If capacity of battery is 50mAh, and its fast charge capacity is 1C, then its maximum charge current is 50mA. If we are using 2500mA charger and charging the battery what will happen? whether we can program the charger to maintain charge current provided to battery?
The important thing is to use the correct battery charger circuitry based on the chemistry of the battery. You don't mention the type of battery you have.
For many battery types, such as the Li-Poly generally used in cell phones, you need a special battery management IC such as the "bqTINY" bq24013 which regulates both the voltage and current. You can't just hook up a fixed voltage to the battery and expect it to charge properly. Instead, it would likely heat up and worst case catch fire.
The basic algorithm for Li-Poly batteries is to charge at constant current (0.5 C to 1C) until the battery reaches 4.2 Vpc (volts per cell), and hold the voltage at 4.2 volts until the charge current has dropped to 10% of the initial charge rate. In addition, a charge timer should be included for safety.
The desired charging current (0.5C, 1.0C or whatever) is typically set up externally to the chip by a voltage divider or other means.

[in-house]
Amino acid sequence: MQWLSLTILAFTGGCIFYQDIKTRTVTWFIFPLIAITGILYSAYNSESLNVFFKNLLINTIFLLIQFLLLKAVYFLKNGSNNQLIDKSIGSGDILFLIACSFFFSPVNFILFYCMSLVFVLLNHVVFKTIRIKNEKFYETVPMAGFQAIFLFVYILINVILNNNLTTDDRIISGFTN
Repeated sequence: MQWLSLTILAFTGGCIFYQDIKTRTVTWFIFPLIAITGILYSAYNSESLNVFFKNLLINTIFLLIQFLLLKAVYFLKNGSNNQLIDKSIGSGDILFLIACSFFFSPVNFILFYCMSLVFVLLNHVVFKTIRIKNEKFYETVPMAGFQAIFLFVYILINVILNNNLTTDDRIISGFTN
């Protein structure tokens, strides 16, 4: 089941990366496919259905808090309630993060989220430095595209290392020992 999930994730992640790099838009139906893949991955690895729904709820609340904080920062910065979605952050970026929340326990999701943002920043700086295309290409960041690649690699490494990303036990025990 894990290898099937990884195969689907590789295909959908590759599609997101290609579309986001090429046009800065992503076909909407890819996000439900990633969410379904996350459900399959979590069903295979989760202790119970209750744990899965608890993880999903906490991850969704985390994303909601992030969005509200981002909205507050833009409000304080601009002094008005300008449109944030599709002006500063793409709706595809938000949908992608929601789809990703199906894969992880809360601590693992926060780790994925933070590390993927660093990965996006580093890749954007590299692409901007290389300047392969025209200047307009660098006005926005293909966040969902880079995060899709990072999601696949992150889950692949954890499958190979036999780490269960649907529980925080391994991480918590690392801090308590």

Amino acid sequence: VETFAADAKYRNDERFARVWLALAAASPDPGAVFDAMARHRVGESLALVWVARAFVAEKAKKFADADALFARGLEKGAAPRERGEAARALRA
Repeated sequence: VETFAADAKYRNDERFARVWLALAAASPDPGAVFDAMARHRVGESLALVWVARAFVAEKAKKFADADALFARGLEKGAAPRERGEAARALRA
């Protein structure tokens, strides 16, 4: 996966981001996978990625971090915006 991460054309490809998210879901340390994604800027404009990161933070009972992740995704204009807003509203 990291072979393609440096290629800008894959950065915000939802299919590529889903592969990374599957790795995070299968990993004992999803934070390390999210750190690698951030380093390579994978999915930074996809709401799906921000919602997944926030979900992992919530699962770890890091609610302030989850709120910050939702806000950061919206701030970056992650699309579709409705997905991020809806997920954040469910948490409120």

Cheaper chargers may omit the constant voltage part (Stage 2) but that is not recommended.
So as you can see, the charge current is controlled by the charge management IC, and it doesn't matter how much current is made available, as long as it meets the minimum required by the algorithm.
Other battery chemistries will have different charging algorithms, but in general you should always use a battery management IC suited for the particular battery you have. Here is the list of battery chemistries supported by various battery management chips found on Digi-Key. Multiple types on one line refer to chips that can support all of them in one IC.